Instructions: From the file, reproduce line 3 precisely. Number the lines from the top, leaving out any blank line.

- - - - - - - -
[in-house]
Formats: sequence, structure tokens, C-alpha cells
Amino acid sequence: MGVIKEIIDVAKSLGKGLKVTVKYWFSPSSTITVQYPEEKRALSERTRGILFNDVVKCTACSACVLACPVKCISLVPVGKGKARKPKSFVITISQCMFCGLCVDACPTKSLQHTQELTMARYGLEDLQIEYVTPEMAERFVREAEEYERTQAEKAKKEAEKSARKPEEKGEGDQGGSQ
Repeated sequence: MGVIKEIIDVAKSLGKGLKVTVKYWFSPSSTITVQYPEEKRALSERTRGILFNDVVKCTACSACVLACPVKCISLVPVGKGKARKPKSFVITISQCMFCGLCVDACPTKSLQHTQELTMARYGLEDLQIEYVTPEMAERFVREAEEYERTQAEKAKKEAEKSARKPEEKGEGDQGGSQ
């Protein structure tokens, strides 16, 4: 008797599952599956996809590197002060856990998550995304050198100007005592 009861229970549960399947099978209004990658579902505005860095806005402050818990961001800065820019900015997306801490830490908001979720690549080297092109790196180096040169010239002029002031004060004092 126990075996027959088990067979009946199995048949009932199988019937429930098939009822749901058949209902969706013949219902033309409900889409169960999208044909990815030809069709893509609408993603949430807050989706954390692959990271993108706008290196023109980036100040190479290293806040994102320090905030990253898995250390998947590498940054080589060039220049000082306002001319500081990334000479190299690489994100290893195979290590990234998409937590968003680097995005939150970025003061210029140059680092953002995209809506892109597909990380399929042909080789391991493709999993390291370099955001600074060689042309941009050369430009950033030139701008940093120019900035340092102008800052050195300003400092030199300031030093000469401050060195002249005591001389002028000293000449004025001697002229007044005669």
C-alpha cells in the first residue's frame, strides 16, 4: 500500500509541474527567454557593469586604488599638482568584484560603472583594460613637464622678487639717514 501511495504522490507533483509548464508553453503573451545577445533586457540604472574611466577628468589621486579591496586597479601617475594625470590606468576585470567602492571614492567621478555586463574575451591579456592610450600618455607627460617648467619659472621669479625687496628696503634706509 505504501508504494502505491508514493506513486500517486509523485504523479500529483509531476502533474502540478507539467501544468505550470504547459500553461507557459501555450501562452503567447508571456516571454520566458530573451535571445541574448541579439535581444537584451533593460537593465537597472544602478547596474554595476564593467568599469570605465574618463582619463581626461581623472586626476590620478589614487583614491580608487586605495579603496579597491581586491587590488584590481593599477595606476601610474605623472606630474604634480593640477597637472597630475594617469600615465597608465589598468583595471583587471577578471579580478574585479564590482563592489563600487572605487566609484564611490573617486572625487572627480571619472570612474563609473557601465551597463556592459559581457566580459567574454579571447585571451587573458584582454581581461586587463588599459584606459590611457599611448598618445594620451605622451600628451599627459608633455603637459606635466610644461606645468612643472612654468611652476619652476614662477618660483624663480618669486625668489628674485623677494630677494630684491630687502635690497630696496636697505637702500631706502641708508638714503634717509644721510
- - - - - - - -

Amino acid sequence: MGVIKEIIDVAKSLGKGLKVTVKYWFSPSSTITVQYPEEKRALSERTRGILFNDVVKCTACSACVLACPVKCISLVPVGKGKARKPKSFVITISQCMFCGLCVDACPTKSLQHTQELTMARYGLEDLQIEYVTPEMAERFVREAEEYERTQAEKAKKEAEKSARKPEEKGEGDQGGSQ